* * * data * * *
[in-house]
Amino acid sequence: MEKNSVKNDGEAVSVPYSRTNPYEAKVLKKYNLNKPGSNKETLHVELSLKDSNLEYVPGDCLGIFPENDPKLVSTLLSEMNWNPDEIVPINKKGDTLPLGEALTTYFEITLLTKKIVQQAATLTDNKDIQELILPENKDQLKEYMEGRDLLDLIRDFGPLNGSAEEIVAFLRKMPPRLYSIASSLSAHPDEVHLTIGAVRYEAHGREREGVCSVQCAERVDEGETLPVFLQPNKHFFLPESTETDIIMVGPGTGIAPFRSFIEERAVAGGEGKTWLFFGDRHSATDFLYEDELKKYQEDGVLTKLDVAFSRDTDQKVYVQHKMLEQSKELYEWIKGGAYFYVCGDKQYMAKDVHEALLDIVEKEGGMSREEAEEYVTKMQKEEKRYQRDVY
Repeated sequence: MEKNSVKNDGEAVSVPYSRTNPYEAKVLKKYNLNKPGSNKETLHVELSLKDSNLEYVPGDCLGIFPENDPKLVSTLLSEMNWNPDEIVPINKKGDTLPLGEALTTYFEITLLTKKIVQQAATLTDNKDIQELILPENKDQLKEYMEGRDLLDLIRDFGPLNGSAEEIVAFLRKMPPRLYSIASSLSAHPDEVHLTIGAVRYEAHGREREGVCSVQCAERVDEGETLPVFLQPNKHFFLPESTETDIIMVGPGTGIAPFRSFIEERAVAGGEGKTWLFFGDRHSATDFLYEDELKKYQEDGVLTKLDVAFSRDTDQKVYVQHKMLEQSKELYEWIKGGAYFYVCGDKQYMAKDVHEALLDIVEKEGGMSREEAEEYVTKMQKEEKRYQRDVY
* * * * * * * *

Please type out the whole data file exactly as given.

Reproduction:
[in-house]
Amino acid sequence: MEKNSVKNDGEAVSVPYSRTNPYEAKVLKKYNLNKPGSNKETLHVELSLKDSNLEYVPGDCLGIFPENDPKLVSTLLSEMNWNPDEIVPINKKGDTLPLGEALTTYFEITLLTKKIVQQAATLTDNKDIQELILPENKDQLKEYMEGRDLLDLIRDFGPLNGSAEEIVAFLRKMPPRLYSIASSLSAHPDEVHLTIGAVRYEAHGREREGVCSVQCAERVDEGETLPVFLQPNKHFFLPESTETDIIMVGPGTGIAPFRSFIEERAVAGGEGKTWLFFGDRHSATDFLYEDELKKYQEDGVLTKLDVAFSRDTDQKVYVQHKMLEQSKELYEWIKGGAYFYVCGDKQYMAKDVHEALLDIVEKEGGMSREEAEEYVTKMQKEEKRYQRDVY
Repeated sequence: MEKNSVKNDGEAVSVPYSRTNPYEAKVLKKYNLNKPGSNKETLHVELSLKDSNLEYVPGDCLGIFPENDPKLVSTLLSEMNWNPDEIVPINKKGDTLPLGEALTTYFEITLLTKKIVQQAATLTDNKDIQELILPENKDQLKEYMEGRDLLDLIRDFGPLNGSAEEIVAFLRKMPPRLYSIASSLSAHPDEVHLTIGAVRYEAHGREREGVCSVQCAERVDEGETLPVFLQPNKHFFLPESTETDIIMVGPGTGIAPFRSFIEERAVAGGEGKTWLFFGDRHSATDFLYEDELKKYQEDGVLTKLDVAFSRDTDQKVYVQHKMLEQSKELYEWIKGGAYFYVCGDKQYMAKDVHEALLDIVEKEGGMSREEAEEYVTKMQKEEKRYQRDVY